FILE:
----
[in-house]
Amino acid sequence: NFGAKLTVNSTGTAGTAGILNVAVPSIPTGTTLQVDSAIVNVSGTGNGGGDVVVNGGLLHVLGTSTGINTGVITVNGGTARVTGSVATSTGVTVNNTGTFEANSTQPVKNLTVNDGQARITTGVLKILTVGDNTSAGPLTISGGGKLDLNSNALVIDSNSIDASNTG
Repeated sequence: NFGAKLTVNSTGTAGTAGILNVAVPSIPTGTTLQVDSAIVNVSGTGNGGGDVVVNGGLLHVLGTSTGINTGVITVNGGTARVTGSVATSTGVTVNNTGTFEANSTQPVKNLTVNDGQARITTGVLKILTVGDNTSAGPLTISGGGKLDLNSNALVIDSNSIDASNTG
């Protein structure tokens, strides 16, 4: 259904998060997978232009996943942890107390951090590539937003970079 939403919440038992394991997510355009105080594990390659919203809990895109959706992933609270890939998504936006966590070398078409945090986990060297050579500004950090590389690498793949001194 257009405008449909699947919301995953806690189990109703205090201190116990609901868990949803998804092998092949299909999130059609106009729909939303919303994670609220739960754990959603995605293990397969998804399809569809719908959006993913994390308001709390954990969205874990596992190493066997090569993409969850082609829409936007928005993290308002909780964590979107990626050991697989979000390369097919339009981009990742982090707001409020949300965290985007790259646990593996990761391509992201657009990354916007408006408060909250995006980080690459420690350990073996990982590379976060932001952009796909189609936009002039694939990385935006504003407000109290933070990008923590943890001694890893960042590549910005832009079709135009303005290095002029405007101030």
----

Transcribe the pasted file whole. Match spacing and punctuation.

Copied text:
[in-house]
Amino acid sequence: NFGAKLTVNSTGTAGTAGILNVAVPSIPTGTTLQVDSAIVNVSGTGNGGGDVVVNGGLLHVLGTSTGINTGVITVNGGTARVTGSVATSTGVTVNNTGTFEANSTQPVKNLTVNDGQARITTGVLKILTVGDNTSAGPLTISGGGKLDLNSNALVIDSNSIDASNTG
Repeated sequence: NFGAKLTVNSTGTAGTAGILNVAVPSIPTGTTLQVDSAIVNVSGTGNGGGDVVVNGGLLHVLGTSTGINTGVITVNGGTARVTGSVATSTGVTVNNTGTFEANSTQPVKNLTVNDGQARITTGVLKILTVGDNTSAGPLTISGGGKLDLNSNALVIDSNSIDASNTG
């Protein structure tokens, strides 16, 4: 259904998060997978232009996943942890107390951090590539937003970079 939403919440038992394991997510355009105080594990390659919203809990895109959706992933609270890939998504936006966590070398078409945090986990060297050579500004950090590389690498793949001194 257009405008449909699947919301995953806690189990109703205090201190116990609901868990949803998804092998092949299909999130059609106009729909939303919303994670609220739960754990959603995605293990397969998804399809569809719908959006993913994390308001709390954990969205874990596992190493066997090569993409969850082609829409936007928005993290308002909780964590979107990626050991697989979000390369097919339009981009990742982090707001409020949300965290985007790259646990593996990761391509992201657009990354916007408006408060909250995006980080690459420690350990073996990982590379976060932001952009796909189609936009002039694939990385935006504003407000109290933070990008923590943890001694890893960042590549910005832009079709135009303005290095002029405007101030």